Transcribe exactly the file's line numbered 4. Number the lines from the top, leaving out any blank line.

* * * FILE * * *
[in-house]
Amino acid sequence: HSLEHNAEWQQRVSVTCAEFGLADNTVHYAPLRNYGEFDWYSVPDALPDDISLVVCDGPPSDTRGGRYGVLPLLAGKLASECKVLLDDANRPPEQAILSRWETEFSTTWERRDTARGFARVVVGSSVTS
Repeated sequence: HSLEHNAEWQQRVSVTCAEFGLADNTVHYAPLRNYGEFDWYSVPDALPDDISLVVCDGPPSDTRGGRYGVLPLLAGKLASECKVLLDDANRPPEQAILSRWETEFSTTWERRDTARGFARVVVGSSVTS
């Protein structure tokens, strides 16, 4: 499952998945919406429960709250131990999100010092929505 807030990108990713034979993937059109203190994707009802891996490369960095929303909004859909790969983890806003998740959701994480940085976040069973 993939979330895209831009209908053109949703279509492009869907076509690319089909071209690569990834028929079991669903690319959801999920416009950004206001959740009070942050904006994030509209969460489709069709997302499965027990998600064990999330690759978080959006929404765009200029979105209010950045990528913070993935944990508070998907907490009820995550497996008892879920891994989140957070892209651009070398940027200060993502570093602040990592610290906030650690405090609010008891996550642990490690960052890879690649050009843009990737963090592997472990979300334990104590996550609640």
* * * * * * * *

């Protein structure tokens, strides 16, 4: 499952998945919406429960709250131990999100010092929505 807030990108990713034979993937059109203190994707009802891996490369960095929303909004859909790969983890806003998740959701994480940085976040069973 993939979330895209831009209908053109949703279509492009869907076509690319089909071209690569990834028929079991669903690319959801999920416009950004206001959740009070942050904006994030509209969460489709069709997302499965027990998600064990999330690759978080959006929404765009200029979105209010950045990528913070993935944990508070998907907490009820995550497996008892879920891994989140957070892209651009070398940027200060993502570093602040990592610290906030650690405090609010008891996550642990490690960052890879690649050009843009990737963090592997472990979300334990104590996550609640």